Literary Hate Crimes

The Koala, UCSD’s independent newspaper that claims to have been “baitin’ you into starting race wars since 1982,” released their newest issue on March 3, 2010.  Reacting on the recent racial events that occurred on UCSD’s campus, the editor-in-chief Kris Gregorian, or “White Supremacist Extraordinaire,” (a self-proclaimed title), published eight pages of literary hate crimes.  Among many new additions, The Koala’s newest issue satirizes the demands issued by the BSU in the recent weeks, by introducing a mock program–the Coalition of Outreach and Opportunity for Negro Students, or C.O.O.N.S for short.  The “program” proposes such things as “Special All Black Housing” and “Special Classes Just 4 U!” including “SOC20N: Blame it on Whitey” and “Swimming 101: It’s not actually that deep!”  For eight pages, The Koala never ceases to compose new racially ignorant categories.

An excerpt:

Full Issue Here

The Koala is currently on a temporary funding freeze by the UCSD Administration and the Associated Students of UCSD, while they attempt to shut down the publication.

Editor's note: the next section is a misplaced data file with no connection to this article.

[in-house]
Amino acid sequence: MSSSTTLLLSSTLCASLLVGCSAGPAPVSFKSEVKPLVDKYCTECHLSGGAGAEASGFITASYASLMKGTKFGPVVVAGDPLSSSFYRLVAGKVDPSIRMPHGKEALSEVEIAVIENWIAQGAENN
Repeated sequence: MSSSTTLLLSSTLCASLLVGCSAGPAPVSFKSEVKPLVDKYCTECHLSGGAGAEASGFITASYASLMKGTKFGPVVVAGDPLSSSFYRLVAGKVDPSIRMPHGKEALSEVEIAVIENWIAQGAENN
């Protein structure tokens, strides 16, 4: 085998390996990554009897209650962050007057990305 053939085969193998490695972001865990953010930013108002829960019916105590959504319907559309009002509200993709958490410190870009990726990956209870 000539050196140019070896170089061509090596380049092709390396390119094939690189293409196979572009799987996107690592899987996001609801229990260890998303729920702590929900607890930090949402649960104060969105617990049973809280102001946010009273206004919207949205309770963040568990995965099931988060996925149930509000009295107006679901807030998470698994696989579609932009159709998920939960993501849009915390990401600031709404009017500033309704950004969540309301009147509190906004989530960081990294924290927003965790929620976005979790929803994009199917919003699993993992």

In response to the legal battle, the Koala released a statement available here.


6 responses to “Literary Hate Crimes

  1. Cat in the Hood

    Dear Chancellor Fox:

    I am writing to you concerning the continued racial controversies at various University of California campuses. Since the noose left at the UCSD library has been removed, I’m contemplating to send you a new one. Why? Because a good old-fashioned lynching is in order.

    Before you rush to conclusions, let me explain.

    The current episode of turmoil began with a local party whose theme poked fun at stereotypes supposedly representative of South Central LA. Any reasonable person would readily perceive this approach as satire, a longstanding literary and dramatic device. Was it offensive? As with most satire, it definitely was – and that is good.